In Jackson, Mississippi, three women meet and do their best to make an unforgettable mark on their town’s history. Aibileen is a black maid who in part, raises white children for a living, always leaving before the children get too old. Skeeter is a recent graduate from college, has scandalously not come home with a husband, and is determined to write but not sure how to go about doing it or even what to write about. Minny is Aibileen’s best friend and also a maid, but far too out-spoken to get an ordinary job at this stage. All these women put their lives and futures at risk so their voices can be heard; they just can’t put up with it any longer.
I was surprised by how much I loved this book. Each character is given individual sections of the novel and together they form a powerful narrative voice that is touching and significant at once. The difference between Skeeter’s life and those of Aibileen and Minny is immense and appalling, particularly how white people had blinders on and did ridiculous things like installing a second toilet just for the black servants to use. Perhaps the most affecting part of the novel, however, was the feeling between the black servants and some of the white families they served, particularly with the children. There was affection in some cases amidst the degradations and I never imagined it to be like that. That said, this is fiction and none of these women have spoken up in real life (to my knowledge) so maybe it wasn’t so, but it still made the book immensely powerful emotionally. It astounds me that all this was happening just 50-60 years ago.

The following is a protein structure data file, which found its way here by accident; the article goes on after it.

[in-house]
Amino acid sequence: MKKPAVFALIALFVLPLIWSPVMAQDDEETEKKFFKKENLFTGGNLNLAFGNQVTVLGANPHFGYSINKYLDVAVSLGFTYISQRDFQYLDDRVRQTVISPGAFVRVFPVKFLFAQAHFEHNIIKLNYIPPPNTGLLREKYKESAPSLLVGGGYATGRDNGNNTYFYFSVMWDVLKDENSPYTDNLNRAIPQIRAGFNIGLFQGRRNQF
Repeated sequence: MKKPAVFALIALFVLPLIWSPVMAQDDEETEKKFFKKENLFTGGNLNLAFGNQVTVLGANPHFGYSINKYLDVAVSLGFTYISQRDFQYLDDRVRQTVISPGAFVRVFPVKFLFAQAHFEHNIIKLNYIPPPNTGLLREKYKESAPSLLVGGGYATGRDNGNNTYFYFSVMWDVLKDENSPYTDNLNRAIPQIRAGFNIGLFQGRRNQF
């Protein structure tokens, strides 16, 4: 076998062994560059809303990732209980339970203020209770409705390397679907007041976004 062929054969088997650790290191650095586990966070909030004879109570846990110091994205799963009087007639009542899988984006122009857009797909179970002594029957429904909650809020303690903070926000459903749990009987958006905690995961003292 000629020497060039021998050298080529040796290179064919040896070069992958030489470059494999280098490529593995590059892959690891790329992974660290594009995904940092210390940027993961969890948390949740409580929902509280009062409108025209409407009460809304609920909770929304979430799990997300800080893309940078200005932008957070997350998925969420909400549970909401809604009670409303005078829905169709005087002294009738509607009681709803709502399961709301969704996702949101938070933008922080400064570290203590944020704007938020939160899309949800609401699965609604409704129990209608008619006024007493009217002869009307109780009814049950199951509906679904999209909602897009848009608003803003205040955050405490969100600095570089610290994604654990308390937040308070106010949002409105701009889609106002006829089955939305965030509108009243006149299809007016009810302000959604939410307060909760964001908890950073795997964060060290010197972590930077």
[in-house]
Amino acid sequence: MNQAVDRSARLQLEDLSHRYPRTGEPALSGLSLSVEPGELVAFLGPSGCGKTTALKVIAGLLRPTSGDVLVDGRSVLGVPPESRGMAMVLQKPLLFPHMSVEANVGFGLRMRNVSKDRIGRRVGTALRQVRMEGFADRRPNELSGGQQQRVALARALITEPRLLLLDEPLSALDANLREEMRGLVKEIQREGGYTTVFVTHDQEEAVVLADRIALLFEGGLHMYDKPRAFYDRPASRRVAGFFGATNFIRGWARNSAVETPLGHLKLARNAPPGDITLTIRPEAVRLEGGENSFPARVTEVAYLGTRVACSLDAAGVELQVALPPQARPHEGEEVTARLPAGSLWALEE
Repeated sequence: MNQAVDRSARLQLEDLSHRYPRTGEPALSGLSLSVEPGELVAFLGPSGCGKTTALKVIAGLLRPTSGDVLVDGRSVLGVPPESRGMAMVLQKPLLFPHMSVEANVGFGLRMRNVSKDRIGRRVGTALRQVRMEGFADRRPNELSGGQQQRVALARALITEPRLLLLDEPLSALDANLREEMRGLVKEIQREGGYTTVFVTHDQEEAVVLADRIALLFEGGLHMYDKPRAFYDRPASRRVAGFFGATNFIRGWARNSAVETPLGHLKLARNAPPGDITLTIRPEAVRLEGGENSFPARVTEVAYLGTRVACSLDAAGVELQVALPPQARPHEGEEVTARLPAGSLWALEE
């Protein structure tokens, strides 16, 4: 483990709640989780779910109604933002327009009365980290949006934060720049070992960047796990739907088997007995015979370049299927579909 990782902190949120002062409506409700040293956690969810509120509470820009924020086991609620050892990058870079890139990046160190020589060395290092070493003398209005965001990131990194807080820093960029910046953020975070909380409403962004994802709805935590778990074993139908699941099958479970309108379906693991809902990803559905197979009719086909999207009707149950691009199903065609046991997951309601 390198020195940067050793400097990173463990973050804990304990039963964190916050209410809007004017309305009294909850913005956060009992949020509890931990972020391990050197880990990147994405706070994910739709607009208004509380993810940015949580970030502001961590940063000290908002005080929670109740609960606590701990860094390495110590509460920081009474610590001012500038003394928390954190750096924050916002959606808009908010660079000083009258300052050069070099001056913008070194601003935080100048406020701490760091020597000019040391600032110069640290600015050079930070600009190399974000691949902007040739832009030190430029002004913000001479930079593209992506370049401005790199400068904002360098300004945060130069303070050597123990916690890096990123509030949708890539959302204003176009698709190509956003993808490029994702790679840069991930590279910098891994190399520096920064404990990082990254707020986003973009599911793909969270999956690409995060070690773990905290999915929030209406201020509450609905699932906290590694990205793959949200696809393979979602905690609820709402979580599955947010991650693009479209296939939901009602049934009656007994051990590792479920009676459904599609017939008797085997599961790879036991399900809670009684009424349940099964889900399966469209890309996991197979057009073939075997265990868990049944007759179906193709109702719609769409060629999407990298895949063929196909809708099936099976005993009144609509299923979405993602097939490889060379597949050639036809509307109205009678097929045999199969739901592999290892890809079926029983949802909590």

This read comes highly recommended from me. The Help is a wonderful, well-paced, stunning novel from a new writer that I suspect will go far, and a brilliant beginning for a new literary imprint.
Buy The Help on Amazon.